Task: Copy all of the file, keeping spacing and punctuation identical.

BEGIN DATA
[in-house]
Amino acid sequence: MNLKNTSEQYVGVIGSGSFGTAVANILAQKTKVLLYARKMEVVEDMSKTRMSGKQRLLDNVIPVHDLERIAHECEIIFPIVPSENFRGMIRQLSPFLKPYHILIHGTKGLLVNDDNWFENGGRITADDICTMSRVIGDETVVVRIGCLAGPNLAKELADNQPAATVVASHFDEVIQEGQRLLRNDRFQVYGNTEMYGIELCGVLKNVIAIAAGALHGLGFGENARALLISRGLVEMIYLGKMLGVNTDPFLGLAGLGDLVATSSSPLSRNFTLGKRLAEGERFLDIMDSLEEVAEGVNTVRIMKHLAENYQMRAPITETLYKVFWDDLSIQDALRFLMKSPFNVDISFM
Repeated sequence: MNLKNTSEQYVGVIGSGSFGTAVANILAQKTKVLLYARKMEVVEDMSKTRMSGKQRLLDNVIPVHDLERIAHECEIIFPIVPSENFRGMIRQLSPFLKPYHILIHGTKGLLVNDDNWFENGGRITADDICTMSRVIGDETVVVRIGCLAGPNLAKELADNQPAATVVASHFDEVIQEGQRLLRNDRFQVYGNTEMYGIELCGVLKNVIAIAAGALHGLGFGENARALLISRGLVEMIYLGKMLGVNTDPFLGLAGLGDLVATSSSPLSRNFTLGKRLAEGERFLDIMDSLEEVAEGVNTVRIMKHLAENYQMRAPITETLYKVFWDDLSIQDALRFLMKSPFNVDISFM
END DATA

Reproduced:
[in-house]
Amino acid sequence: MNLKNTSEQYVGVIGSGSFGTAVANILAQKTKVLLYARKMEVVEDMSKTRMSGKQRLLDNVIPVHDLERIAHECEIIFPIVPSENFRGMIRQLSPFLKPYHILIHGTKGLLVNDDNWFENGGRITADDICTMSRVIGDETVVVRIGCLAGPNLAKELADNQPAATVVASHFDEVIQEGQRLLRNDRFQVYGNTEMYGIELCGVLKNVIAIAAGALHGLGFGENARALLISRGLVEMIYLGKMLGVNTDPFLGLAGLGDLVATSSSPLSRNFTLGKRLAEGERFLDIMDSLEEVAEGVNTVRIMKHLAENYQMRAPITETLYKVFWDDLSIQDALRFLMKSPFNVDISFM
Repeated sequence: MNLKNTSEQYVGVIGSGSFGTAVANILAQKTKVLLYARKMEVVEDMSKTRMSGKQRLLDNVIPVHDLERIAHECEIIFPIVPSENFRGMIRQLSPFLKPYHILIHGTKGLLVNDDNWFENGGRITADDICTMSRVIGDETVVVRIGCLAGPNLAKELADNQPAATVVASHFDEVIQEGQRLLRNDRFQVYGNTEMYGIELCGVLKNVIAIAAGALHGLGFGENARALLISRGLVEMIYLGKMLGVNTDPFLGLAGLGDLVATSSSPLSRNFTLGKRLAEGERFLDIMDSLEEVAEGVNTVRIMKHLAENYQMRAPITETLYKVFWDDLSIQDALRFLMKSPFNVDISFM